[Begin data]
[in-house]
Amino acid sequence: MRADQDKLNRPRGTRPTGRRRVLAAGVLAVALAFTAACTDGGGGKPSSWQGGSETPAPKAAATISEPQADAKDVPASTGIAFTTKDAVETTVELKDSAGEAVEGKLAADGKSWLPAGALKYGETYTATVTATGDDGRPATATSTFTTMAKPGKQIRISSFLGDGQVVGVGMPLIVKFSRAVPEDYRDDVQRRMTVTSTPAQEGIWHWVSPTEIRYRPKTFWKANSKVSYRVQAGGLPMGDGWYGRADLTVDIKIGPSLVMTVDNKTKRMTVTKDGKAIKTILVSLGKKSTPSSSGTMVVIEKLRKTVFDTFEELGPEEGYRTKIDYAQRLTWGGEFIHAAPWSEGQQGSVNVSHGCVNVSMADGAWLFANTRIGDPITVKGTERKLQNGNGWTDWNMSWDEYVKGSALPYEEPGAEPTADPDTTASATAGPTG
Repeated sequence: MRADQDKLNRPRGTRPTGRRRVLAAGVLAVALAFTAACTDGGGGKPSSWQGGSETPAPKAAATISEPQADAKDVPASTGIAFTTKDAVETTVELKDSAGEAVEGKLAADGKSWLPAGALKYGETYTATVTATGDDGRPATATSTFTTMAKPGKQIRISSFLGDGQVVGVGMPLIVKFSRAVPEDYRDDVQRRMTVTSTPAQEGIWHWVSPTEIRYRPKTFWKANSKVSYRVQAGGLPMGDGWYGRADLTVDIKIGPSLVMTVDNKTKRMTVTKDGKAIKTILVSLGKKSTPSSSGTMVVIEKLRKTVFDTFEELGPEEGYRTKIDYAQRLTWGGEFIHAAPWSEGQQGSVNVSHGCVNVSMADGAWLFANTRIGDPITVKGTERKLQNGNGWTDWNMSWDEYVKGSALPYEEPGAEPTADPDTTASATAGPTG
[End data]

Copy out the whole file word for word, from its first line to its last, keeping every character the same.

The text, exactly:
[in-house]
Amino acid sequence: MRADQDKLNRPRGTRPTGRRRVLAAGVLAVALAFTAACTDGGGGKPSSWQGGSETPAPKAAATISEPQADAKDVPASTGIAFTTKDAVETTVELKDSAGEAVEGKLAADGKSWLPAGALKYGETYTATVTATGDDGRPATATSTFTTMAKPGKQIRISSFLGDGQVVGVGMPLIVKFSRAVPEDYRDDVQRRMTVTSTPAQEGIWHWVSPTEIRYRPKTFWKANSKVSYRVQAGGLPMGDGWYGRADLTVDIKIGPSLVMTVDNKTKRMTVTKDGKAIKTILVSLGKKSTPSSSGTMVVIEKLRKTVFDTFEELGPEEGYRTKIDYAQRLTWGGEFIHAAPWSEGQQGSVNVSHGCVNVSMADGAWLFANTRIGDPITVKGTERKLQNGNGWTDWNMSWDEYVKGSALPYEEPGAEPTADPDTTASATAGPTG
Repeated sequence: MRADQDKLNRPRGTRPTGRRRVLAAGVLAVALAFTAACTDGGGGKPSSWQGGSETPAPKAAATISEPQADAKDVPASTGIAFTTKDAVETTVELKDSAGEAVEGKLAADGKSWLPAGALKYGETYTATVTATGDDGRPATATSTFTTMAKPGKQIRISSFLGDGQVVGVGMPLIVKFSRAVPEDYRDDVQRRMTVTSTPAQEGIWHWVSPTEIRYRPKTFWKANSKVSYRVQAGGLPMGDGWYGRADLTVDIKIGPSLVMTVDNKTKRMTVTKDGKAIKTILVSLGKKSTPSSSGTMVVIEKLRKTVFDTFEELGPEEGYRTKIDYAQRLTWGGEFIHAAPWSEGQQGSVNVSHGCVNVSMADGAWLFANTRIGDPITVKGTERKLQNGNGWTDWNMSWDEYVKGSALPYEEPGAEPTADPDTTASATAGPTG